Shortly after Sir Charles had for this purpose suspended the negotiations, the American Mini

ster, Mr. Middleton, succeeded in bringing those, with which he was charged, to a termination. By the first and second articles of the convention thus concluded, it was mutually agreed that the navigation of the Pacifick Ocean should be free to both parties, as well as that both should possess the right of approaching the coasts, upon points which had not then been occupied, for the purpose of trading with the natives; but that on any point where there existed a Russian establishment, the citizens of the United States should not approach, without the permission of the Governor or Commander. By Article 4., however, this restriction was wholly suspended for ten years, during which time the subjects of both Powers were to have uninterrupted access for the

purpose of trade (excepting in arms and ammunition) to their respective possessions.

By Article 3. Russia bound herself not to form any establishment lower than 54° 40' North, and the United States not higher than that parallel of latitude.

The boundaries desired by Russia beyond what Sir Charles had been authorized to agree to, did not in any way materially affect the interests of this Country. He was therefore instructed to consent, with some trifling modifications, to the line of demarcation for which Russia contended. But in return for this concession on the part of Great Britain, certain points as to the navigation of Behring's Straits, and as to privileges of trading, were to be stipulated for, which had not been contemplated in former discussions, but nevertheless were not considered to be of a nature at all unfavourable to Russian interests. Upon these points, however, the negotiation was broken off. Whether the complaints of the Russian Company against the convention with America made the Plenipotentiaries more difficult to please, or whatever else might be the cause, they remained inflexible; and Sir Charles Bagot, who was about to return to England, was allowed to quit St. Petersburgh, in the beginning of September 1824, without the conclusion of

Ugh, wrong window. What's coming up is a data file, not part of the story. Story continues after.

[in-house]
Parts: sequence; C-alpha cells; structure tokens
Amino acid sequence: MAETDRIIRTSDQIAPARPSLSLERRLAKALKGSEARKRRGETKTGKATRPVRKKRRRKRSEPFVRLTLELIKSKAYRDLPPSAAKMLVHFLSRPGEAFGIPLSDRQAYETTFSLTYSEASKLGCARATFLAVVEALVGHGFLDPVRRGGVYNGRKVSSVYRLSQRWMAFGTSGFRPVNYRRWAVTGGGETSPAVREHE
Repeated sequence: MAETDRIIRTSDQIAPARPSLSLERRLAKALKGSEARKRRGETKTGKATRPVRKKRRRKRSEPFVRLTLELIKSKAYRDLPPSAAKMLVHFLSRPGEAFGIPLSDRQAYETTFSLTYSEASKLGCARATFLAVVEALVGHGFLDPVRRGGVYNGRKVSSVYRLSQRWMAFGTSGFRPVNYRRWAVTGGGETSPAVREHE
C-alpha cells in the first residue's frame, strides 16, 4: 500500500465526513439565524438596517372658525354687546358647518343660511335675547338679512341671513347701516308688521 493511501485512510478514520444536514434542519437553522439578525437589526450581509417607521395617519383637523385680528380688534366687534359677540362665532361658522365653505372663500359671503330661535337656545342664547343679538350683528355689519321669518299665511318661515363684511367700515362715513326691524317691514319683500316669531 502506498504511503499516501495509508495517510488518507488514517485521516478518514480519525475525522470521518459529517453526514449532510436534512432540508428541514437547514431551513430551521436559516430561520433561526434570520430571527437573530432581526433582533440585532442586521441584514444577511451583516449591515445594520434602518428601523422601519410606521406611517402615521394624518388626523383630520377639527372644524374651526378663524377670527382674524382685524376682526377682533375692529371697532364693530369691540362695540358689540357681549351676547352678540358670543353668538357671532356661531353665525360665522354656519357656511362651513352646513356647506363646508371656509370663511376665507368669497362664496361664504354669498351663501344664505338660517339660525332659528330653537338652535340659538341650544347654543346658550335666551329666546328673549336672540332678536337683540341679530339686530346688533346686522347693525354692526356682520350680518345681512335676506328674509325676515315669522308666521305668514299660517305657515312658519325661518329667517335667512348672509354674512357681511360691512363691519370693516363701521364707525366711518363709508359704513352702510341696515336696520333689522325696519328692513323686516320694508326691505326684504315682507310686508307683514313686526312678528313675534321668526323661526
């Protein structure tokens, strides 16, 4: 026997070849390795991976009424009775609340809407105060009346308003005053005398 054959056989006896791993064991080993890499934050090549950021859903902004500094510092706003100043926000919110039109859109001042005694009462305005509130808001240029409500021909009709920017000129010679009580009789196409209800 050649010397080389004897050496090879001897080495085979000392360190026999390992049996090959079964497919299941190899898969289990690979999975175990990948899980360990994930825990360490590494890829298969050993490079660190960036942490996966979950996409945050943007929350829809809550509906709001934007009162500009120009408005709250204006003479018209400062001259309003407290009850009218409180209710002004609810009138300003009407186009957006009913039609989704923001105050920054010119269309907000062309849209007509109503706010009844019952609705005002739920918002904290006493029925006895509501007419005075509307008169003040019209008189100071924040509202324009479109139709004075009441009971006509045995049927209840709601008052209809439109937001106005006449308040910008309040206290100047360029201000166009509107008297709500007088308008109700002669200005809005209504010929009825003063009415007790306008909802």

any definitive arrangement. This, however, was not a state of things with which Great Britain could remain contented. The indefinite postponement of an adjustment of the territorial limits was a matter of little moment; but the settlement of the maritime part of the question She could not submit much longer to defer.

Mr. Stratford Canning was therefore sent, shortly after Sir Charles Bagot's return, on a special mission to St. Petersburgh for the purpose of bringing to a speedy conclusion these long protracted discussions.

Mr. Stratford Canning was instructed to propose such alterations as were in accordance with those views of Russia, which were reasonable. If, however, the Russian Plenipotentiaries should